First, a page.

Busy as ever as the evenings draw in
There was plenty in my diary to keep me occupied in October. The month began with a heartwarming event at the Embassy when I awarded the Ambassador’s Commendation to eight members of the local staff for their long service. It is important to recognise that most embassies depend not only on the contributions of their own diplomats but on the loyal service of people employed locally. That is certainly true of our Mission in London, and it was a pleasure to be able to offer my personal thanks to the people concerned.
On the 2nd I visited Brother UK in Manchester to celebrate 50 years of operations in this country. The company produces cutting-edge printers and other machinery, and as a good corporate citizen it serves the community through its charitable activities and in many other ways. Indeed, it has supported the Hallé Orchestra for more than 30 years. Brother is a fine example of the commercial cooperation which has benefited both countries tremendously in recent decades.
Although you would expect me to chronicle my activities in the UK, I must mention a brief visit to Paris on the 4th and 5th to see an exhibition of Japanese art, part of the Japonismes 2018 season. The works on display at Le Petit Palais included some masterpieces by Edo period artist Jakuchu Ito. I returned to London in the hope that this city will be able to host a similar exhibition.
During the first weekend of the month Yooko and I visited Jersey. This was the first time we had set foot in the Channel Islands, and we were not disappointed. Although the weather was blustery at the beginning of our stay, it improved subsequently. The food was good and the view from our hotel in St Helier Harbour was magnificent. We enjoyed touring the local landmarks, including Mont Orguiel Castle, commonly regarded as one of the world’s finest mediaeval fortresses.
On 10 October I had the pleasure of visiting the School of Oriental & African Studies (SOAS), University of London, for an event celebrating 40 years since the establishment of its Japan Research Centre (JRC). SOAS is one of the world’s leading centres for Asian and African Studies, and its links with Japan go back more than 100 years. Within SOAS, the JRC acts as a base for Japanese Studies in the UK, and the Embassy has involved itself closely with a number of its projects and events. It was a great pleasure to meet luminaries from both the academic and business worlds as well as the Paralympian Noel Thatcher.
Still in the world of academia, the following day I visited Wolfson College, Oxford to deliver a lecture on 21st Century Diplomacy as part of the Oxford University Diplomatic Studies Programme. On such occasions I always make a point of stressing the importance of the rule of law, democracy and free trade – values clearly under pressure in many parts of the world – and this lecture was no exception. After taking part in a lively question-and-answer session, I enjoyed a private dinner with Tim Hitchens, president of Wolfson and a former British Ambassador to Japan.
One of my favourite places in the London area is Kew Gardens, so I was delighted to be invited there on 15 October to view the exhibition Rankafu: Masterpieces of Japanese Woodblock Prints of Orchids, based on the watercolours of the late artist Zuigetsu Ikeda. I understand this was the first display of these exquisite works outside Japan.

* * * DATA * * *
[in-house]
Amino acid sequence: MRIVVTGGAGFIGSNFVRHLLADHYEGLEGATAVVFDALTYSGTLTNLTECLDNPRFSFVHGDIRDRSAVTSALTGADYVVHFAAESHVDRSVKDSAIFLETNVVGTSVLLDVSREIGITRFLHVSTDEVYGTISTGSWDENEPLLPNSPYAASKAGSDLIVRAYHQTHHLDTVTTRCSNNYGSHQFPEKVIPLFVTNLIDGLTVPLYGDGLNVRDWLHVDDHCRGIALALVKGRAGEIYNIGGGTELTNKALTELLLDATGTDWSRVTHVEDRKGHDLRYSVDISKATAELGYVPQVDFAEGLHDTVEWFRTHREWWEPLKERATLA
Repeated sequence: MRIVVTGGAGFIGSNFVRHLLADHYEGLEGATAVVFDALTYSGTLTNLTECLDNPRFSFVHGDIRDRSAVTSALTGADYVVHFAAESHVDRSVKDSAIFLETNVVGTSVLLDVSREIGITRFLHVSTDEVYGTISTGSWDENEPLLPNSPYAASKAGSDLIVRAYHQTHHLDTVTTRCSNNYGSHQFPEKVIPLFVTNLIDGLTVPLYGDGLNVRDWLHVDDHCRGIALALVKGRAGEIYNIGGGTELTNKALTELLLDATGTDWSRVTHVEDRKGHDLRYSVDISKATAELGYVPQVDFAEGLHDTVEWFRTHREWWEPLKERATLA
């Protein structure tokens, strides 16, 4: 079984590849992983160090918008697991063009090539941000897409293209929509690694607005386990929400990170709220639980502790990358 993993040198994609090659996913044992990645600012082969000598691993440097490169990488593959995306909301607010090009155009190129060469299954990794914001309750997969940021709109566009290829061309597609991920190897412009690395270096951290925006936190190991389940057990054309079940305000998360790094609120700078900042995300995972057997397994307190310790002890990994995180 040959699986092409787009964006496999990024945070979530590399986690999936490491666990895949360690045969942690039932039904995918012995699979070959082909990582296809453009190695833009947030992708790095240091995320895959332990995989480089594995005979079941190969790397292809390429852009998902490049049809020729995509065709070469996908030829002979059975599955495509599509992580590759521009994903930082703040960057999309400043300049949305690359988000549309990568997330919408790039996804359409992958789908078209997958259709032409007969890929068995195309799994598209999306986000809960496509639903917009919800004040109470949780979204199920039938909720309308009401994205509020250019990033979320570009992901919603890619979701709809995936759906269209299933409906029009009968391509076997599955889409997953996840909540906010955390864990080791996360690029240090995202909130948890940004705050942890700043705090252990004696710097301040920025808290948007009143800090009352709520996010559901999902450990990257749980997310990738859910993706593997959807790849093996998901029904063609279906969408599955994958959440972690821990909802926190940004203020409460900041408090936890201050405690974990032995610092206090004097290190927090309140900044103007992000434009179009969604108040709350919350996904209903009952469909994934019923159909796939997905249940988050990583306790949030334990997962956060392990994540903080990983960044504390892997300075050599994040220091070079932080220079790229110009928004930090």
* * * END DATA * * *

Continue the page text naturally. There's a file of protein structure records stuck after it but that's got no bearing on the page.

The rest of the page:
Another garden experience followed shortly, when I officiated at the opening of the refurbished Japanese garden in Valley Gardens, Harrogate. I was there during a two-day visit to Yorkshire, during which I had a tour of the state-of-the-art bottling plant of Harrogate Spring Water, one of the UK’s most acclaimed brands. The production line was most impressive and the water was, of course, delicious!
Sport was on the agenda on the 24th when I attended a meeting of the All-Party Parliamentary Group on Japan at the House of Lords. The theme was the 2019 Rugby World Cup in Japan, and we were thrilled to be able to see the 2003 Web Ellis Trophy – which England won, in case you had forgotten! It had been made available by the Rugby Museum. A number of well-known sporting personalities were present, and there was no doubting the excitement that next year’s tournament is generating.
Two days later I received a visit by Mr David James, a historian and Secretary of the West Wales Maritime Heritage Society. I thanked him and his team for their involvement in creating a cenotaph in Pembrokeshire in honour of the 210 people who lost their lives when the Japanese merchant vessel Hirano Maru sank after being torpedoed by a German U-boat during the First World War. (It is often forgotten that the UK and Japan were allies during this conflict – and that the alliance entailed the sacrifice of a considerable number of Japanese lives.)
On the 29th I had the agreeable duty of presenting the Ambassador’s Commendation to the Daiwa Anglo-Japanese Foundation to celebrate 30 years of service in the cause of UK-Japan relations in the cultural and educational spheres. Through its scholarships, grants and other initiatives, the Foundation has done a huge amount to nurture grassroots exchange and mutual understanding in a number of areas, and it was a pleasure to be able to offer the many people who have contributed to its activities over the years the recognition they richly deserve.
The last day of the month saw me attend an event at Portcullis House, the British parliamentary facility in Westminster, entitled Japanese Businesses and the UK’s Future Economy. Foreign Secretary Jeremy Hunt was among the distinguished people in attendance. The core theme was Japanese investment in the UK. We heard a great deal about the achievements and aspirations of Japanese companies that have chosen to locate in this country. It is my earnest hope that the UK will be able to maintain an environment favourable to further inward investment in the years ahead.